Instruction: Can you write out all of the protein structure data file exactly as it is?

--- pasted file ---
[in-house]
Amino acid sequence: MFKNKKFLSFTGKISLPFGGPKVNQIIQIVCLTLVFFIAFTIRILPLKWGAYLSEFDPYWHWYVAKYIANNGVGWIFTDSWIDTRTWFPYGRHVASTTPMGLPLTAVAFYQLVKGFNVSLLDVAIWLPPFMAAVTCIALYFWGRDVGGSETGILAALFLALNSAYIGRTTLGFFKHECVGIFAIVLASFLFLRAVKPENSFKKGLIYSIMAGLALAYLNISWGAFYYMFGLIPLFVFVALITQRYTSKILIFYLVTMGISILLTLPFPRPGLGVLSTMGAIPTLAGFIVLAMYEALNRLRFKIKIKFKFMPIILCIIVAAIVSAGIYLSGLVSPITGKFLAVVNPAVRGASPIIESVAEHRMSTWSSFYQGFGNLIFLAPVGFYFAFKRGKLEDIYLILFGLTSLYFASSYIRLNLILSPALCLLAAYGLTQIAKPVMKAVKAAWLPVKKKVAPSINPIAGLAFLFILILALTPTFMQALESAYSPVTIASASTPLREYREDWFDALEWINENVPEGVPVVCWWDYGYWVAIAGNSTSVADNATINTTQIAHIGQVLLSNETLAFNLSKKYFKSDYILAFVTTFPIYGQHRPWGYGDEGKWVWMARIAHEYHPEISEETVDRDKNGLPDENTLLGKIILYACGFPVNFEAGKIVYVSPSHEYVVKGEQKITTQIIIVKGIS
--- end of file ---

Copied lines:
[in-house]
Amino acid sequence: MFKNKKFLSFTGKISLPFGGPKVNQIIQIVCLTLVFFIAFTIRILPLKWGAYLSEFDPYWHWYVAKYIANNGVGWIFTDSWIDTRTWFPYGRHVASTTPMGLPLTAVAFYQLVKGFNVSLLDVAIWLPPFMAAVTCIALYFWGRDVGGSETGILAALFLALNSAYIGRTTLGFFKHECVGIFAIVLASFLFLRAVKPENSFKKGLIYSIMAGLALAYLNISWGAFYYMFGLIPLFVFVALITQRYTSKILIFYLVTMGISILLTLPFPRPGLGVLSTMGAIPTLAGFIVLAMYEALNRLRFKIKIKFKFMPIILCIIVAAIVSAGIYLSGLVSPITGKFLAVVNPAVRGASPIIESVAEHRMSTWSSFYQGFGNLIFLAPVGFYFAFKRGKLEDIYLILFGLTSLYFASSYIRLNLILSPALCLLAAYGLTQIAKPVMKAVKAAWLPVKKKVAPSINPIAGLAFLFILILALTPTFMQALESAYSPVTIASASTPLREYREDWFDALEWINENVPEGVPVVCWWDYGYWVAIAGNSTSVADNATINTTQIAHIGQVLLSNETLAFNLSKKYFKSDYILAFVTTFPIYGQHRPWGYGDEGKWVWMARIAHEYHPEISEETVDRDKNGLPDENTLLGKIILYACGFPVNFEAGKIVYVSPSHEYVVKGEQKITTQIIIVKGIS